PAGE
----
A Welcome Introduction of Common Sense to the Michigan Sex Offender Registry
Consensual sex between teen lovers, illegal in Michigan, can lead to a variety of serious criminal consequences including prison. Consensual sex by a person under 16 is illegal. The offense is commonly referred to as statutory rape but it is more accurately called Criminal Sexual Conduct or CSC.
On July 1, 2011, the Sex Offender Registration Law in Michigan will get a much needed injection of common sense. Until that date, the law in Michigan will continue to require 25 years of sex offender registration pursuant to the Sex Offender Registration Act (SORA). Under the amended statute, signed into law by Gov. Rick Snyder, young offenders will not necessarily have to register as sex offenders. Basically, if a person has consensual sex with a 13, 14, or 15 year old and the difference in age is not more than four years, registration will not be required. These relationships are commonly referred to as Romeo and Juliet relationships in the courtroom.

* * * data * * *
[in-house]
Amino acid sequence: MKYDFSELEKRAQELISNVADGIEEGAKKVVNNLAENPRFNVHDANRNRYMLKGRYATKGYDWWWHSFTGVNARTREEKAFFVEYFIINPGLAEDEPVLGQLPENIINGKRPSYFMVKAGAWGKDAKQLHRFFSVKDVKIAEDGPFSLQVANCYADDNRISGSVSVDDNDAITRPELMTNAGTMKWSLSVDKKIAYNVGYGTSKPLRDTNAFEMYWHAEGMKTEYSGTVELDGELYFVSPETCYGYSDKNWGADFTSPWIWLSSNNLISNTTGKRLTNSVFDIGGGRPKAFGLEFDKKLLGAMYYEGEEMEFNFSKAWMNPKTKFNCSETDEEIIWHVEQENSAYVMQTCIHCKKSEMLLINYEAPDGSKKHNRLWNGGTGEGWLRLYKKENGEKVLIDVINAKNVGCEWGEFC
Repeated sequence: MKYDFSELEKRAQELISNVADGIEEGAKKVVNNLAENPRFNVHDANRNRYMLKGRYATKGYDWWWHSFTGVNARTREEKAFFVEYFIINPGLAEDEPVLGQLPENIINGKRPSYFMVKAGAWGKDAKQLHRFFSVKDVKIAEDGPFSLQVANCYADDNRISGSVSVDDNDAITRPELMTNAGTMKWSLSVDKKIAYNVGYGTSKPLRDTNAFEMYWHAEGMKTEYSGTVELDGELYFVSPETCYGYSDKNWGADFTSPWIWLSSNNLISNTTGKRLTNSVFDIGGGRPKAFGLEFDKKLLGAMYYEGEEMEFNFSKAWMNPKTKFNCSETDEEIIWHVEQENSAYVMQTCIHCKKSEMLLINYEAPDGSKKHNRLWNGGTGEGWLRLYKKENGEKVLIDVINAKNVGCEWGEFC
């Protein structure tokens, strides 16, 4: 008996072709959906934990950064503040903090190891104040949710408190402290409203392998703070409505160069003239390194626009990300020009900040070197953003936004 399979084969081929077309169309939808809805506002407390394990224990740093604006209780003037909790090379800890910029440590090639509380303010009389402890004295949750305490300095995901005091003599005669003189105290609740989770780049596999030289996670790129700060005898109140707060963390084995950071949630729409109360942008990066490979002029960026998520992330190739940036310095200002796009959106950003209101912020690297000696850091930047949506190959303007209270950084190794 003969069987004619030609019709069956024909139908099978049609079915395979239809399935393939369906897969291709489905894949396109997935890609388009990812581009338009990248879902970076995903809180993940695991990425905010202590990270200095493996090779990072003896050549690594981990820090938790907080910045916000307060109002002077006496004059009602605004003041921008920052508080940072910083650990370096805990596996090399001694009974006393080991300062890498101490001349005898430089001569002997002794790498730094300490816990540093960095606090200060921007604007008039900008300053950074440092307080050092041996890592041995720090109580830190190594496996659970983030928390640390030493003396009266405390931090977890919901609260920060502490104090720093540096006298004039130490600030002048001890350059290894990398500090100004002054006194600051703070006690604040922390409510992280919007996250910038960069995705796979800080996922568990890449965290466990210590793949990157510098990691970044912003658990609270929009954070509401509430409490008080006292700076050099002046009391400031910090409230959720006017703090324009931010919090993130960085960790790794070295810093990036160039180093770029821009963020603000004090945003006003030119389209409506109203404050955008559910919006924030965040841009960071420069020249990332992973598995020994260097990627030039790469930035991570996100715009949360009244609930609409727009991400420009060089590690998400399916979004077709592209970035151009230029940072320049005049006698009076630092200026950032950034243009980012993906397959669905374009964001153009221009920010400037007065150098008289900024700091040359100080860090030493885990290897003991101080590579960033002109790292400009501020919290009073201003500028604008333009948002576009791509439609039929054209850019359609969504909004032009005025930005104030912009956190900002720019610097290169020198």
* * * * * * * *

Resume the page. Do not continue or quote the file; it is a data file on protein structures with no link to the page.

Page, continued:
Equally good news is that those who have already been convicted under similar circumstances can petition the court where their conviction was entered for their name to be removed from the list. Although these CSC defendants can file the motions on their own, it is always highly recommended that highly qualified legal representation be obtained.
The age of consent in Michigan has not changed and remains at 16-years-old.
The other recent change to SORA, that the most serious CSC convictions require lifetime sex offender registration, remains in effect and unchanged by the new statutory amendment.